Louisiana's outgoing Attorney General has borrowed a page from the playbook of his Mississippi counterpart and filed suit against insurance companies for their treatment of policyholders in the wake of Hurricane Katrina.

AG Charles C. Foti Jr. yesterday announced that his office has filed a petition against Allstate, State Farm, Farmers, Standard Fire (better known as Travelers), USAA and Lafayette, a division of United Fire Group. But Foti's suit goes beyond that filed in Mississippi by also naming Xactware Solutions and Marshall & Swift/Boeckh, which manufacture claims-processing software used by the insurers, and Xactware's parent company, insurance data collector Insurance Service Office. The petition also targets McKinsey & Co., a business consulting firm that has advised many major insurers.

According to a statement from Foti's office:

The petition, filed in New Orleans Civil District Court, alleges the above companies have participated in an on-going scheme to rig the value of property damage claims paid by insurance companies to their insureds. They allegedly used damage-estimating software programs to engage in horizontal price-fixing as well. The combination allegedly artificially held down property damage claim payouts with the intended goal of increasing the profits of each company involved. When Hurricanes Katrina and Rita struck Louisiana in 2005, virtually all of the property damage insurers were setting premiums and adjusting claims under this alleged scheme.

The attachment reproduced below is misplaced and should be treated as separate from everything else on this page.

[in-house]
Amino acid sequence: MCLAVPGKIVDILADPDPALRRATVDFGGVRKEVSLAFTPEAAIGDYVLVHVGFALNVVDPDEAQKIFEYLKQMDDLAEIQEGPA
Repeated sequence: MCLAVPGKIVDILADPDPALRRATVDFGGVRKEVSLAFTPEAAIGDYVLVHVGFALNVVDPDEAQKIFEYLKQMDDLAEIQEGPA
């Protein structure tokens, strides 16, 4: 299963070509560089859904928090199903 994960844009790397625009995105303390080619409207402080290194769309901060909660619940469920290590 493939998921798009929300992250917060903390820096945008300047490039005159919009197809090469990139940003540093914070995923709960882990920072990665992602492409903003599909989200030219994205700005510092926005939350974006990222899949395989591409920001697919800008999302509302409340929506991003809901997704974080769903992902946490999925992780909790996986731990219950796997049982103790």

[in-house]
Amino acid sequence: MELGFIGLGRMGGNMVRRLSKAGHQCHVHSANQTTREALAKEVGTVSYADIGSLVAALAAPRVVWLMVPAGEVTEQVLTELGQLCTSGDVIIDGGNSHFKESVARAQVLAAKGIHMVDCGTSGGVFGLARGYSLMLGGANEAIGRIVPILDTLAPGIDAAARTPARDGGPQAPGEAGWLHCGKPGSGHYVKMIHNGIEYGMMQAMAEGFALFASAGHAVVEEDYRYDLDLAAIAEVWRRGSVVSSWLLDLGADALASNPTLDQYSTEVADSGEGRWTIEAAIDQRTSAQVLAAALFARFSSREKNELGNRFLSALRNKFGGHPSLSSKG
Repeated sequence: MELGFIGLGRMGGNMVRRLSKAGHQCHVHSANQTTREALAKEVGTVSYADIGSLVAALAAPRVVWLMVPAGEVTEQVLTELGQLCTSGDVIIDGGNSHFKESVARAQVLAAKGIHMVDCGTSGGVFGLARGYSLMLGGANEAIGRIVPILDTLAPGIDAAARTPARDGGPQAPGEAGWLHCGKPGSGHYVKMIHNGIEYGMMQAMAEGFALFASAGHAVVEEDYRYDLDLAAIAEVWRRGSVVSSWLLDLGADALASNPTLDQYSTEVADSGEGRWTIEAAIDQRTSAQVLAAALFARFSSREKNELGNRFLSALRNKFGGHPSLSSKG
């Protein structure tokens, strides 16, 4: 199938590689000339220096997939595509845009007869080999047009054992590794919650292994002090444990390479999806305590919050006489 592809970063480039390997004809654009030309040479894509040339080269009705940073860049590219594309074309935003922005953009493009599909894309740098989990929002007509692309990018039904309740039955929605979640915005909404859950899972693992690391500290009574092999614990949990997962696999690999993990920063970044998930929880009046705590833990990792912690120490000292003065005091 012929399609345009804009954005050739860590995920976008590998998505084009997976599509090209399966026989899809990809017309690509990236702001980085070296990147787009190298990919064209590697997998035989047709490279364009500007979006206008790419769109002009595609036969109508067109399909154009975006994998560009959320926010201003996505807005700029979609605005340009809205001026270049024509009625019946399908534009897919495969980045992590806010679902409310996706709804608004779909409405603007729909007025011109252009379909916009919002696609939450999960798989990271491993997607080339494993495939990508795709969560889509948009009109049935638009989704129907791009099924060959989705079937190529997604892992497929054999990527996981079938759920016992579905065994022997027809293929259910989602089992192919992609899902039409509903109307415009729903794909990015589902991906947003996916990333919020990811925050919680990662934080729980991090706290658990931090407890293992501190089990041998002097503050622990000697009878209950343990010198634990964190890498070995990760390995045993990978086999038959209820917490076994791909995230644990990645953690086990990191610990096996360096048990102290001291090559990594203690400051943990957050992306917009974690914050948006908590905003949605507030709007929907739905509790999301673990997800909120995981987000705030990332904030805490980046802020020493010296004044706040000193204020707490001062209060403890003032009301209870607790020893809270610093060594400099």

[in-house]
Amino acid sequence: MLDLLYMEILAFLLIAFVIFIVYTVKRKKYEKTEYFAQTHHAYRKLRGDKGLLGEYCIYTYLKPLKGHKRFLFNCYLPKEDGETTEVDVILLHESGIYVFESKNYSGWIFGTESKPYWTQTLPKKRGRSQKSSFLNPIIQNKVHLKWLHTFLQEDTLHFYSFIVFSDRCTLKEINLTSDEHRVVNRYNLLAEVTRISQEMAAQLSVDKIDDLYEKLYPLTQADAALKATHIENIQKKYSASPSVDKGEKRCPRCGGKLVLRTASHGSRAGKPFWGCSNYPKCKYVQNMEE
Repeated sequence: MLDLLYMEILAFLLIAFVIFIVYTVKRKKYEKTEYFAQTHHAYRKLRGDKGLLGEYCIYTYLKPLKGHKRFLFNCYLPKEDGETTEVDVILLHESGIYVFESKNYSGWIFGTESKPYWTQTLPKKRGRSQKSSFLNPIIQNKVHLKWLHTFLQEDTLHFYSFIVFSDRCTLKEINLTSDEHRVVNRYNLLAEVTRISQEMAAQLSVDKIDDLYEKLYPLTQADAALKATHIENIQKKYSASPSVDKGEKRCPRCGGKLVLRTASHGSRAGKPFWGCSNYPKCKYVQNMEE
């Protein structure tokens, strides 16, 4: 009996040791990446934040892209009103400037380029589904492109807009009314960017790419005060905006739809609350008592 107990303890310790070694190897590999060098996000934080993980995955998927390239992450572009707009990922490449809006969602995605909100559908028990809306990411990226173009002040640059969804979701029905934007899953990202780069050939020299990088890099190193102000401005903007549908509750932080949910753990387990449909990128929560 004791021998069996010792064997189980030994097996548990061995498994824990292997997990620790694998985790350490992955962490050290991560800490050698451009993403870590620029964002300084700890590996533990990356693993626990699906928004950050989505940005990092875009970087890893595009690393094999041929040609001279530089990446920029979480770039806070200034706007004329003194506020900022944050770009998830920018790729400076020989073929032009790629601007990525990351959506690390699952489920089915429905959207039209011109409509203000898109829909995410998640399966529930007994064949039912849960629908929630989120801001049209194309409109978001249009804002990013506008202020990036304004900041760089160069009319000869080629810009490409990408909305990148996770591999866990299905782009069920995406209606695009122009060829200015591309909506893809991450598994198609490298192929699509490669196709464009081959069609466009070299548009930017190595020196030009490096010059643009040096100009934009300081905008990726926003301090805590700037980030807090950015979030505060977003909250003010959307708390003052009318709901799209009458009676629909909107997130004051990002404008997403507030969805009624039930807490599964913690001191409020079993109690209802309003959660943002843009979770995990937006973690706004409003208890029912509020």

"This alleged scheme gave insurers an unjust advantage over policy holders, which they used before, during and after one of the greatest disasters this country has ever suffered, by reaping huge profits from the misfortunes of persons whom they pledged to protect from the risk of loss. I believe this unjust advantage resulted in the unjust enrichment of themselves to the detriment of the state, policy holders, and commerce in Louisiana," stated Attorney General Foti. "But to be clear, these abuses were not new to the recent hurricanes," General Foti added.

Foti's suit was filed in conjunction with a number of other attorneys: Joseph McKernan of Baton Rouge, Mark Glago of New Orleans, and the New Orleans law firms of Herman, Herman, Katz & Cotlar and Capitelli & Wicker, according to the New Orleans Times-Picayune. The firms are working with Louisiana's assistant attorney general for antitrust issues without any promises of legal fees.

Mississippi Attorney General Jim Hood filed suit against insurance companies soon after Katrina. He dropped his criminal probe earlier this year when State Farm agreed to reconsider thousands of claims. Last week, however, State Farm sued Hood, accusing him of violating the terms of the deal and harassing the company. This week a federal judge extended a restraining order preventing Hood from continuing a criminal investigation into State Farm.

Foti's suit draws on the ideas of New Mexico attorney David Berardinelli, who wrote a book titled From Good Hands to Boxing Gloves about McKinsey's work for Allstate. The book's title was inspired by a McKinsey document Berardinelli obtained advising Allstate to don boxing gloves for any policyholder who doesn't accept a settlement offer for pennies on the dollar.